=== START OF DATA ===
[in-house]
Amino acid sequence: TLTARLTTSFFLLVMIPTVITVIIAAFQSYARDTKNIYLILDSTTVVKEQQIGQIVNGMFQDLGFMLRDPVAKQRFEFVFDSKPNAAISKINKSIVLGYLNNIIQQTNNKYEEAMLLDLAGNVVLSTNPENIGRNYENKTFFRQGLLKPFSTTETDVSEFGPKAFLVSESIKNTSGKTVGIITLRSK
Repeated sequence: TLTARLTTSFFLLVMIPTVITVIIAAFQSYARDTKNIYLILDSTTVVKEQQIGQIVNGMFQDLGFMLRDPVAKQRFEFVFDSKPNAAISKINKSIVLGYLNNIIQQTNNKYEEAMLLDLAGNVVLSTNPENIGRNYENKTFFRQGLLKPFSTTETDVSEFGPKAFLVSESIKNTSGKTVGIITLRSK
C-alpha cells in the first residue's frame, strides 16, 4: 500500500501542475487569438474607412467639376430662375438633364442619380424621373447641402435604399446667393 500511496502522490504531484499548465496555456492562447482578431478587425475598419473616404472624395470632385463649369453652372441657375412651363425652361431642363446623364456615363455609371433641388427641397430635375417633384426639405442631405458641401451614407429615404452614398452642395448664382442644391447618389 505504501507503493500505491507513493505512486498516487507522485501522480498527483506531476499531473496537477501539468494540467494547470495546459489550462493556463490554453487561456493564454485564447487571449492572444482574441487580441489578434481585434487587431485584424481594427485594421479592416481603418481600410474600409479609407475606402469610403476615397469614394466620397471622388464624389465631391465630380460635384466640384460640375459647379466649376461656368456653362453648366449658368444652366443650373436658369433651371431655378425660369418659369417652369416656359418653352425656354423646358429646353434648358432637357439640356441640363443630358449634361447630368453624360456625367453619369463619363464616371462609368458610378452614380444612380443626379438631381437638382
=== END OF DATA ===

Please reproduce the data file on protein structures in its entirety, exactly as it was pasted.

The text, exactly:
[in-house]
Amino acid sequence: TLTARLTTSFFLLVMIPTVITVIIAAFQSYARDTKNIYLILDSTTVVKEQQIGQIVNGMFQDLGFMLRDPVAKQRFEFVFDSKPNAAISKINKSIVLGYLNNIIQQTNNKYEEAMLLDLAGNVVLSTNPENIGRNYENKTFFRQGLLKPFSTTETDVSEFGPKAFLVSESIKNTSGKTVGIITLRSK
Repeated sequence: TLTARLTTSFFLLVMIPTVITVIIAAFQSYARDTKNIYLILDSTTVVKEQQIGQIVNGMFQDLGFMLRDPVAKQRFEFVFDSKPNAAISKINKSIVLGYLNNIIQQTNNKYEEAMLLDLAGNVVLSTNPENIGRNYENKTFFRQGLLKPFSTTETDVSEFGPKAFLVSESIKNTSGKTVGIITLRSK
C-alpha cells in the first residue's frame, strides 16, 4: 500500500501542475487569438474607412467639376430662375438633364442619380424621373447641402435604399446667393 500511496502522490504531484499548465496555456492562447482578431478587425475598419473616404472624395470632385463649369453652372441657375412651363425652361431642363446623364456615363455609371433641388427641397430635375417633384426639405442631405458641401451614407429615404452614398452642395448664382442644391447618389 505504501507503493500505491507513493505512486498516487507522485501522480498527483506531476499531473496537477501539468494540467494547470495546459489550462493556463490554453487561456493564454485564447487571449492572444482574441487580441489578434481585434487587431485584424481594427485594421479592416481603418481600410474600409479609407475606402469610403476615397469614394466620397471622388464624389465631391465630380460635384466640384460640375459647379466649376461656368456653362453648366449658368444652366443650373436658369433651371431655378425660369418659369417652369416656359418653352425656354423646358429646353434648358432637357439640356441640363443630358449634361447630368453624360456625367453619369463619363464616371462609368458610378452614380444612380443626379438631381437638382